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Woman In The Dunes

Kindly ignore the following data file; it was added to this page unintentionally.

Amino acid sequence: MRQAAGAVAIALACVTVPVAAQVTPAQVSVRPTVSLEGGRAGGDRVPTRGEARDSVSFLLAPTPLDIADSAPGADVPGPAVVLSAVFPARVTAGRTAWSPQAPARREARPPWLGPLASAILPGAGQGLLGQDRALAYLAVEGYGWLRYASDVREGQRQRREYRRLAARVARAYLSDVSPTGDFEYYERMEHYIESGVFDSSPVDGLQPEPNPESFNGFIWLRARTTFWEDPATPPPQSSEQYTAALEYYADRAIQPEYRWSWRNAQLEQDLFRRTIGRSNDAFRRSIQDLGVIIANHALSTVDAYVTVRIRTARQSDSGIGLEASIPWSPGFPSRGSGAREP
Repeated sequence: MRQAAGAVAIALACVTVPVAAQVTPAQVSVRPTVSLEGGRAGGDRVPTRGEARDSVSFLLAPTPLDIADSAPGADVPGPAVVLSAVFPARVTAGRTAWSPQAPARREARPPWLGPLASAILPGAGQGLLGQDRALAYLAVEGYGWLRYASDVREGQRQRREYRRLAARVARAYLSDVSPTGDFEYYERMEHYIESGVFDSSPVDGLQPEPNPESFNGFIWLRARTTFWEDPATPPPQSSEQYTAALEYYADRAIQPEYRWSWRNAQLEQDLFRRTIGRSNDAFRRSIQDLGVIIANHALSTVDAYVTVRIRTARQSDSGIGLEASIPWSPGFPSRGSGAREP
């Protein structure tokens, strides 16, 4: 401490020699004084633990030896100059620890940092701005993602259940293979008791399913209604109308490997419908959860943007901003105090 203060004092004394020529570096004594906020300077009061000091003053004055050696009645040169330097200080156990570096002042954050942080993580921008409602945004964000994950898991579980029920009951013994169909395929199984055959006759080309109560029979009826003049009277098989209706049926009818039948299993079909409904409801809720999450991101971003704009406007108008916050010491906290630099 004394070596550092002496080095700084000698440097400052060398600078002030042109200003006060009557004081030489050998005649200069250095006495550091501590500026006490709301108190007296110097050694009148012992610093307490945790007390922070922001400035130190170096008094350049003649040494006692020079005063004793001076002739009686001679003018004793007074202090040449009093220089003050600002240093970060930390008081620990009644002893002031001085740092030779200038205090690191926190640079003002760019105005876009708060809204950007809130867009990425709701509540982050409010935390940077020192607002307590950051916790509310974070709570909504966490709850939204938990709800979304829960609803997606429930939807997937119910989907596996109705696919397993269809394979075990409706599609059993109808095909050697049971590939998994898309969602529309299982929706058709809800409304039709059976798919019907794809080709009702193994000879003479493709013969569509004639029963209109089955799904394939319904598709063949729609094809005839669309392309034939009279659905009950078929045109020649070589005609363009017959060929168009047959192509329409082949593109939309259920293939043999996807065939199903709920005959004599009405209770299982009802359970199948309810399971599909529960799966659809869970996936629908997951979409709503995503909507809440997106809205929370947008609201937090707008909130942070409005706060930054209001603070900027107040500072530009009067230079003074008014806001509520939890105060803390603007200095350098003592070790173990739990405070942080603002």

Finally, surfacing after years of unavailability, the 1964 Japanese film Woman In The Dunes, the first feature by director Hiroshi Teshigahara, tells a story as simple as it is resonant. Having missed the last bus back to civilization, an amateur naturalist (Eiji Okada) is offered shelter by the people inhabiting the seaside desert he has been exploring for new species of insects. Placed in the house of a young widow (Kyôko Kishida), a house that rests in the belly of a sand dune, he greedily hits her up for food and takes her hospitality for granted. The next day, however, he finds escape impossible and learns that the villagers expect him, at the cost of his water ration, to help his host shovel sand for a living, both to keep their house from collapsing and to support the local economy, which apparently depends on selling sand to the local industries. Even while making attempts to escape the dehumanizing task forced upon him, Okada finds himself drawn to Kishida, whose attitude toward her situation is far more ambiguous. At a time when such scenarios weren't uncommon, Teshigahara crafted a parable for human existence, based on the novel by Kôbô Abe, as meaningful as the work of his contemporaries. Aiding matters in this hauntingly unique film are Toru Takemitsu's score and the striking cinematography of Hiroshi Segawa, who makes the sand and the claustrophobic shack as palpable as the surprisingly sensual exchanges between the two leads.

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